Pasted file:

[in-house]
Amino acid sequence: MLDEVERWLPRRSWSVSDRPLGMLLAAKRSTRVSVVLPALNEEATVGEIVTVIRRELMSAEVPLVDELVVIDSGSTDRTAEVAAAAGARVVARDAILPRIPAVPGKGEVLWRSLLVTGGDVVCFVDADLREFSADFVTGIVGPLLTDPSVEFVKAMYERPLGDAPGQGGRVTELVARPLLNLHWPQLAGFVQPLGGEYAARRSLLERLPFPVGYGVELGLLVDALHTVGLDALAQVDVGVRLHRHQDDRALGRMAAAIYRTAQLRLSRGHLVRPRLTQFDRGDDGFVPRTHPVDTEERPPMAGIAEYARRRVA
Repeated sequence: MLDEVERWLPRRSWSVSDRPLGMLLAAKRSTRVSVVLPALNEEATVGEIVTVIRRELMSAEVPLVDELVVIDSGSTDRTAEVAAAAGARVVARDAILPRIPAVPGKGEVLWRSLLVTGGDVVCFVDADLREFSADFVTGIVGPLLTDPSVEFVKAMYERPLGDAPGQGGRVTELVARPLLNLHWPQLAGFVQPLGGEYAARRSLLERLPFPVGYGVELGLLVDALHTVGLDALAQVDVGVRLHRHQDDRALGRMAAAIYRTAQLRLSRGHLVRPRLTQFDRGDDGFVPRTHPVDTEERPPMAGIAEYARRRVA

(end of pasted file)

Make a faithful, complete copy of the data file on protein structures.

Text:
[in-house]
Amino acid sequence: MLDEVERWLPRRSWSVSDRPLGMLLAAKRSTRVSVVLPALNEEATVGEIVTVIRRELMSAEVPLVDELVVIDSGSTDRTAEVAAAAGARVVARDAILPRIPAVPGKGEVLWRSLLVTGGDVVCFVDADLREFSADFVTGIVGPLLTDPSVEFVKAMYERPLGDAPGQGGRVTELVARPLLNLHWPQLAGFVQPLGGEYAARRSLLERLPFPVGYGVELGLLVDALHTVGLDALAQVDVGVRLHRHQDDRALGRMAAAIYRTAQLRLSRGHLVRPRLTQFDRGDDGFVPRTHPVDTEERPPMAGIAEYARRRVA
Repeated sequence: MLDEVERWLPRRSWSVSDRPLGMLLAAKRSTRVSVVLPALNEEATVGEIVTVIRRELMSAEVPLVDELVVIDSGSTDRTAEVAAAAGARVVARDAILPRIPAVPGKGEVLWRSLLVTGGDVVCFVDADLREFSADFVTGIVGPLLTDPSVEFVKAMYERPLGDAPGQGGRVTELVARPLLNLHWPQLAGFVQPLGGEYAARRSLLERLPFPVGYGVELGLLVDALHTVGLDALAQVDVGVRLHRHQDDRALGRMAAAIYRTAQLRLSRGHLVRPRLTQFDRGDDGFVPRTHPVDTEERPPMAGIAEYARRRVA